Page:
Death and Emptiness to Life and Fullness

➡ Average Reading Time: 3 minutes

Introduction
Death and Emptiness to Life and Fullness
The fourth chapter of Ruth comprises three different sections. Together they bring the story of Ruth full circle from Ruth 1 where Naomi, through a set of circumstances, found herself barren and empty because death had stripped her of the males in her family. Only two daughters-in-law remained. Now in this great concluding chapter, the story which started in desolation ends with a blessing. Such are the stories of God’s amazing grace.

Situation
Ruth had made a request of Boaz. She had asked him to be her kinsman-redeemer. He promised that the next morning he would consider her request and make a decision for her. So in the morning, he meets with another kinsman, who has the levirate right to marry Ruth, along with the elders of the city in order to make good his word to Ruth.

Observation
In the opening section, (Ruth 4.1-12), Boaz meets with the kinsman who is nearer in line than he is along with the legal assembly and secures the right to buy Elimelech’s field and marry Ruth and care for Naomi. The request of Ruth (Ruth 3.12-13) involved the matter of the prior right of the nearer redeemer in the matter of marrying Ruth. Boaz gathers the legal assembly in the town. This assembly’s task was to sit in judgment in criminal cases and exercise judgment in civil cases in the transfer of rights. In a society that was not literate, the legal translations were orally recorded and preserved for posterity. This occurred in case a subsequent dispute in the civil matter arose. The negotiations took place and Boaz received a blessing, which was that through this family Boaz may flourish and gain renown in Bethlehem. Thus, the right to redeem Ruth and bring life and fullness, which would replace death and emptiness, was set in motion.

The second section, (Ruth 4.13-17) shows the women of the town in joyous celebration over the child born to Boaz and Ruth as the one who restored life and fullness to Ruth and Naomi. In this short section, the emptiness of Naomi fully found complete restoration. Boaz and Ruth are married and God allows Ruth to conceive and bear a child. She was barren for ten years in Moab, but God gave instant fertility. It is a grand conclusion of one woman who, in a land where life depended on men, gave up her right to find a husband and committed herself to an older woman. Ruth was restored all that she had given up plus more. The child also was a redeemer for Naomi. He restores her life and becomes her support and stay in her old age. Death and emptiness have finally given way to life and fullness. One can see an echo of the reverse of the Garden story here. The name of the child carries great meaning in the setting of this story: Obed means guardian or provider.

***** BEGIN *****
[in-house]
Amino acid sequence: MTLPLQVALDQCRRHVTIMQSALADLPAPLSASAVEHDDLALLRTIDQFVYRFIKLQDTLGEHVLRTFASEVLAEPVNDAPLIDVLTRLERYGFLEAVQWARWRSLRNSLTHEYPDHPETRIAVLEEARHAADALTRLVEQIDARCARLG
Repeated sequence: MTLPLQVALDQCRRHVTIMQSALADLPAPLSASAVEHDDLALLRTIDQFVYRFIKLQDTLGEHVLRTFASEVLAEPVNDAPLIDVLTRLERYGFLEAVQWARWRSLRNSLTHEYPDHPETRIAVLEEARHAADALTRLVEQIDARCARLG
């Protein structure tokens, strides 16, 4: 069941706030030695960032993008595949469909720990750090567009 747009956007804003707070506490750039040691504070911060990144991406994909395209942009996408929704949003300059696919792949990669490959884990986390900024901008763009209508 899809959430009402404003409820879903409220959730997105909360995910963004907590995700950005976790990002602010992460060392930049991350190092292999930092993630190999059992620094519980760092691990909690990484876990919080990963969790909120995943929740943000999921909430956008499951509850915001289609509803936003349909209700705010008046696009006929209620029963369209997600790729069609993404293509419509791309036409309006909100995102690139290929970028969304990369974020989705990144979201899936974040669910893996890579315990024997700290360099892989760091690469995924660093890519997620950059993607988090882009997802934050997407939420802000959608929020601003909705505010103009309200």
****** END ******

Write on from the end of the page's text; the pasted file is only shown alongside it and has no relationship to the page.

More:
In the final section, (Ruth 4.18-22), the family line of David is recounted. Ruth was a loving, committed daughter-in-law to Naomi as she left national and religious origins. Naomi’s risky plot on the threshing floor demonstrated Naomi’s care and concern for Ruth. Boaz’s faithfulness to his family responsibilities went beyond the claims of self-interest. The birth of the child to Ruth and Boaz demonstrates God’s protection and graciousness. These events brought a home and a husband to Ruth. They also brought life and fullness to Naomi. But, in addition to all this, the faithfulness of all the parties concerned brought a great blessing on the nation Israel, because Obed was the grandfather of David.

It is difficult in our Western world to gain the full impact of being left destitute and being restored by a grandson.

It is difficult in our Western world to gain the full impact of being left destitute and being restored by a grandson. We should not forget that the character of God’s restoring power is seen in this story. Feeling the pangs of death, is your gage on empty? God will bring restoration to you through his son, Jesus. Be patient and let him restore. This story demonstrates the Bible’s main theme of salvation history of which we are direct benefactors.

Meditation

  • Think about the times you needed God to bring restoration to your emptiness. Make a list and recite them often.

Living into the Story

  • Find an area of your life that needs God’s redemptive power to invade. Ask him to bring redemption to you just like he did to Ruth and Naomi. Be patient!

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Read Me First

 

Throughout these sessions, I have used the word ecclesia (singular) for the usual word church and ecclesiae (plural) to indicate a church in a particular geographic place, i.e., the ecclesiae at Corinth, meaning the whole of the many smaller ecclesia that met in homes in Corinth. This is to distinguish between the Institutional Church model (IC) and ecclesia that meet in cities and towns around the world. The ecclesiae written about by the authors of the Second Testament were not the same as what the “church” has become over the years of its existence. Usually, but not always, folks think of a church as a place where they go to a building and set in rows of pews and listen to music and sometimes sing and listen to sermons by a pastor or senior pastor. The ecclesiae of the Second Testament time did not invoke this model.

 

I have discovered over the years that if you want to try and change minds about something special, you have to venture out and reword it in order to grasp a foothold for a new refreshed understanding of the idea presented by the word. Such is the case between "church" and "ecclesia."

 

Happy Reading!

Read Me Second

 

Referenced verses in the text of this study are not used to prove some point of view. They are merely markers where the subject matter is referenced by other books and authors. To gain a larger view of each quote, a serious student of the Holy Writ would take the time to view the reference and see what the background is. The background provides tracks on which the meaning of a text rides. So knowing the context of a referenced passage would help the reader to gain a more thorough understanding of an author than just the words quoted and marked by a verse number that was not a part of the original author's text, which as you might remember was performed on the text in a random fashion many years later.